The reactor building at the Bushehr nuclear power plant. Photo: IIPA via Getty Images

Iran's Deputy Foreign Minister Abbas Araghchi said on Sunday the country would break within hours the limit on uranium enrichment set in the 2015 nuclear deal, BBC reports.

Details: Araghchi said Iran would start enriching uranium above the 3.67% limit to provide fuel for its Bushehr power plant, according to BBC, which reported that officials said this would mean a concentration of about 5%.

"This is to protect the nuclear deal, not to nullify it. This is an opportunity for talks. And if our partners fail to use this opportunity they should not doubt our determination to leave the deal."
— Araghchi

Why it matters: Iran has already admitted breaching the deal. It said last week its stockpile of low-enriched uranium crossed 300 kilograms (661 pounds) — the maximum amount it's allowed to hold under the 2015 nuclear deal, which has been in jeopardy since the U.S. withdrew from it.

  • Iranian President Hassan Rouhani said last week that Tehran would start enriching uranium to "any amount we want" on July 7.

The big picture: Araghchi told a news conference Iran would scale back other commitments in 60 days if there's no progress in talks with European countries on the nuclear deal, according to Al Jazeera.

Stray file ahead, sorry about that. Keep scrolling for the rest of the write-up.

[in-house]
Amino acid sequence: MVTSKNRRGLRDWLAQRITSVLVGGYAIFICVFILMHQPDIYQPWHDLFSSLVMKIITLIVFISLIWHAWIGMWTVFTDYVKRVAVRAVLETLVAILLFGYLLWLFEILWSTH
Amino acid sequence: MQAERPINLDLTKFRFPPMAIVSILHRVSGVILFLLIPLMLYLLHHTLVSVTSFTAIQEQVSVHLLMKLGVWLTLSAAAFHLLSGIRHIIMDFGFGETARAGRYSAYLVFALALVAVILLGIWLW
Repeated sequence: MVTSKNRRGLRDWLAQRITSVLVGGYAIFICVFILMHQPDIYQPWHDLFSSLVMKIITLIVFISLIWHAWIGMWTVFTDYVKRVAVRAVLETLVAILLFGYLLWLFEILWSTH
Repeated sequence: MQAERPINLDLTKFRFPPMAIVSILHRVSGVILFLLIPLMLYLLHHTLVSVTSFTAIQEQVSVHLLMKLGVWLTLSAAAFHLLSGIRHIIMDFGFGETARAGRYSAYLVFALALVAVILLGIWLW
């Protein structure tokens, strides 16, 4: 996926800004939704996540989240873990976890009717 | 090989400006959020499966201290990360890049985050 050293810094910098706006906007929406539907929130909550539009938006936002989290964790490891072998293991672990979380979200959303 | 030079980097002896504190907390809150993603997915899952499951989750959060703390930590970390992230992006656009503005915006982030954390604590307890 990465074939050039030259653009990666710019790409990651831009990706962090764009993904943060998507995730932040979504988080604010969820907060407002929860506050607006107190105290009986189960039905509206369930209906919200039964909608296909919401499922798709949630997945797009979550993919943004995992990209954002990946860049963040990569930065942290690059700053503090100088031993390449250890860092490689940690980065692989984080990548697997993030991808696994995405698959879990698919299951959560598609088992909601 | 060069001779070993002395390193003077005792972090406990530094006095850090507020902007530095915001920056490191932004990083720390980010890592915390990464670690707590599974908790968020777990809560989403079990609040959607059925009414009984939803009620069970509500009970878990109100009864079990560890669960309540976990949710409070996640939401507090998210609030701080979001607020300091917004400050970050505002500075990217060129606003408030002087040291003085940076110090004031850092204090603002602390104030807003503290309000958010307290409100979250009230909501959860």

• French President Emmanuel Macron said on Saturday that France and Iran had agreed to explore by July 15 conditions to resume talks on the nuclear deal, per Euronews.
  • The situation between Iran and the United States remains tense. Last month, Iran shot down a U.S. drone. Trump called off retaliatory airstrikes at the last minute.

Go deeper: How Trump and Tehran came to the brink of war

This article has been updated with more details, including fresh comment from Araghchi.

Go deeper

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Bob Woodward's new book details letters between Trump and Kim Jong-un

Bob Woodward during a 2019 event in Los Angele. Photo: Michael Kovac/Getty Images

Journalist Bob Woodward has obtained "25 personal letters exchanged" between President Trump and North Korean leader Kim Jong-un for his new book, "Rage," publisher Simon & Schuster revealed on Wednesday.

Details: In the letters, "Kim describes the bond between the two leaders as out of a 'fantasy film,' as the two leaders engage in an extraordinary diplomatic minuet," according to a description of the book posted on Amazon.